Master Arts are another cool feature of Persona 5 Strikers. The more you fight with different members of the Phantom Thieves, the more likely you’ll improve their abilities. For example, Fox can learn a counter effect that lasts for a set period of time, then later a counter effect that freezes enemies. Noir on the other hand can make Shadows dizzy, and will eventually be able to speed up her special attack. These Master Arts give you yet another reason to experiment, making sure Strikers doesn’t fall into the same trap that makes other musou’s become repetitive and dull.
The Jails are diverse in their layouts, especially when you get to the ice one, and travelling through them is always satisfying. You can jump onto environmental objects such as cars, lamp posts, and sculptures to avoid detection. Some can even be interacted with which allows you to do damage to Shadows. You can blow up cars, fire confetti canons, or make crystals explode, always providing hidden opportunities to do a bit of extra damage. Some parts of the Jails briefly become side-scrolling segments that offer a nice distraction, whilst at other times you can slide across wires or jump across rivers to get from one place to the next. Various checkpoints are around, giving you an opportunity to head back into the real world to stock up on essential supplies, visit the Velvet Room, or change your party members.
If you’ve played Persona 5 before, you’ll be somewhat familiar with a lot of what you can do in Strikers. Jails are essentially Palaces with some slight differences, but telling you now what they are would spoil the surprise. The Velvet Room is also pretty similar. You can fuse Personas, summon new ones, or register the ones you have. Collecting them within the Jails is done simply by walking over mask icons after a battle. As I said earlier, the combat is where it differs greatly, and I actually prefer how Strikers feels. Turn-based has always worked in the Persona series, but having the freedom to mix up your attacks in such a liberating way is much more my style.
Much of Persona 5 Strikers takes place within the Jails where you try to find core items relevant to the Monarch that resides there. There’s a particular formula to how you go about trying to hunt these bosses down, but the stories that surround each one are interesting and continue to highlight how much of a threat they are, but also how vulnerable they appear. In the real world, they may seem popular or well-respected, but under the surface they are troubled – often victims of bullying – and the balance in the writing is always well-managed. When you get to fight them, they provide some of the game’s more exhilarating moments. They can be incredibly difficult to defeat, but as long as you’ve been levelling up your Personas and lightly grinding throughout the jails, you’ll be just fine.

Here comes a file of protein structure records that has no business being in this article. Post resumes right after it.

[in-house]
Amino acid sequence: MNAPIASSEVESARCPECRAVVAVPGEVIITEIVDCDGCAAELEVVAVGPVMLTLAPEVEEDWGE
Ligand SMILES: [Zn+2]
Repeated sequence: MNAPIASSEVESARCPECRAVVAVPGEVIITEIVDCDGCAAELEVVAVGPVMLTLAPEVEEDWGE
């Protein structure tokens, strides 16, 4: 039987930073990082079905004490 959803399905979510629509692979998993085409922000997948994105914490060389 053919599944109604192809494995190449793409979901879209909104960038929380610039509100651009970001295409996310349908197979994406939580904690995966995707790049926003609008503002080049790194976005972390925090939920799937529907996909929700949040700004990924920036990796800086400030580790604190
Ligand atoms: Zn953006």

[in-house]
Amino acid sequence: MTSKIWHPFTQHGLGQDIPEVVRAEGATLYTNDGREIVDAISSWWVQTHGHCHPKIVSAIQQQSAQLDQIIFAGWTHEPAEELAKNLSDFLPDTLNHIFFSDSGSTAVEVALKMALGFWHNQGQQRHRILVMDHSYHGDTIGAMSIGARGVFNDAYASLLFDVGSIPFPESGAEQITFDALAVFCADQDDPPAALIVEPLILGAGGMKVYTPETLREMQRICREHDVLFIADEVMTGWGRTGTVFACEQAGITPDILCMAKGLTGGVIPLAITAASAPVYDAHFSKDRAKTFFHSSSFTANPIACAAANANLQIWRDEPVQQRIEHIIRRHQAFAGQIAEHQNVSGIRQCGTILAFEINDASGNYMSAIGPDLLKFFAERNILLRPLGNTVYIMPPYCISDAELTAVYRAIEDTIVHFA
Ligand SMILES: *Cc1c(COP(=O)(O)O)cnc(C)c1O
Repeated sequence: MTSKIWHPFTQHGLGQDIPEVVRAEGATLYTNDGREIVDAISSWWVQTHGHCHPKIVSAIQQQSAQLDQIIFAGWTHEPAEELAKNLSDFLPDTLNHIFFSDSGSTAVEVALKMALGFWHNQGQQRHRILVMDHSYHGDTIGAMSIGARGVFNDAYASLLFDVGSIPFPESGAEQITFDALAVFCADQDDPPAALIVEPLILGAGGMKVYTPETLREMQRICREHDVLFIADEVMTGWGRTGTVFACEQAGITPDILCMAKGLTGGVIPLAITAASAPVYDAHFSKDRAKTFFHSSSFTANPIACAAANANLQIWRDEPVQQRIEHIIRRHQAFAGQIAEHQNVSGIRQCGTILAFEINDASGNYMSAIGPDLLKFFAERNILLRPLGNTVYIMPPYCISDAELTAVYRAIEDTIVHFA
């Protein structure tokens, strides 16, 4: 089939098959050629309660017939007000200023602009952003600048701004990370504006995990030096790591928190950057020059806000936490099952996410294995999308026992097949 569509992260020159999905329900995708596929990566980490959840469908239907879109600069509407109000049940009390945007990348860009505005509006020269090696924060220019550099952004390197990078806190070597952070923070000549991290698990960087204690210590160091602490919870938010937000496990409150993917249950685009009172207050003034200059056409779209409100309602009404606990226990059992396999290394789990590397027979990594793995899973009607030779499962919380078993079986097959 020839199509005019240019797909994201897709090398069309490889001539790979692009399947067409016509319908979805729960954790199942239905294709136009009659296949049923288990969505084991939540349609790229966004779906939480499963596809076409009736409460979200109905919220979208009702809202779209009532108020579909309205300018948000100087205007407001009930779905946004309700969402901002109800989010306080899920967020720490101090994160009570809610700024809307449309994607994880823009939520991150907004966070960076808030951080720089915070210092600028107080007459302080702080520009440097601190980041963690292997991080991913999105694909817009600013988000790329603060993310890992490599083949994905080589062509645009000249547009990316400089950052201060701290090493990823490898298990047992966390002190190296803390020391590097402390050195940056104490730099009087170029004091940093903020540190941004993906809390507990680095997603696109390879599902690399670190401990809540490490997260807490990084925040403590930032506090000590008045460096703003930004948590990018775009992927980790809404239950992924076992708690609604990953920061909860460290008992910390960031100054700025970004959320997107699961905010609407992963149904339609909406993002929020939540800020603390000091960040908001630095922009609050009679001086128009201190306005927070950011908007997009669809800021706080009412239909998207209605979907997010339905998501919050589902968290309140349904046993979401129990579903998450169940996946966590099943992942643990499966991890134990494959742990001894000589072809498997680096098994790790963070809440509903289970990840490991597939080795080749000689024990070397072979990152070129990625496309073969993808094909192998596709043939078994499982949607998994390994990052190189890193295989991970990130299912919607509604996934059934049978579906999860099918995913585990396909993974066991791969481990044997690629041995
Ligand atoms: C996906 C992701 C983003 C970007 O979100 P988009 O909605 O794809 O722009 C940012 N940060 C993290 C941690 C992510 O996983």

Eventually, you’ll unlock the ability to take on Requests. These are side missions that allow you to jump into previous jails and find Shadows who may still be in possession of someone’s heart in the real world. By defeating them, you’ll earn some money or items, such as skill cards or armour. You can even replay some Requests to gain better stuff the next time around. Requests aren’t just combat-based. You may need to head to the Velvet Room to deliver Personas to Lavenza, or deliver items to your friends. If you’re wanting to extend the overall hours you play Persona 5 Strikers, this is a great way to do so.
One of the best things about Strikers is exploring the various cities across Japan with your friends. You do spend a lot of time being the Phantom Thieves, but Strikers is as much about friendship and being a teenager in the real world as it is about saving humanity. Each character has a certain charm to them. Ryuji is a bit hot-headed and simple, but he has a big heart. Yusuke can be snobby at times, but he always has his friend’s interests in mind. Ann is a troubled young girl, but she is passionate about the safety of the gang, and even the smaller characters like Haru and Makoto are given enough time to play an important part of the story.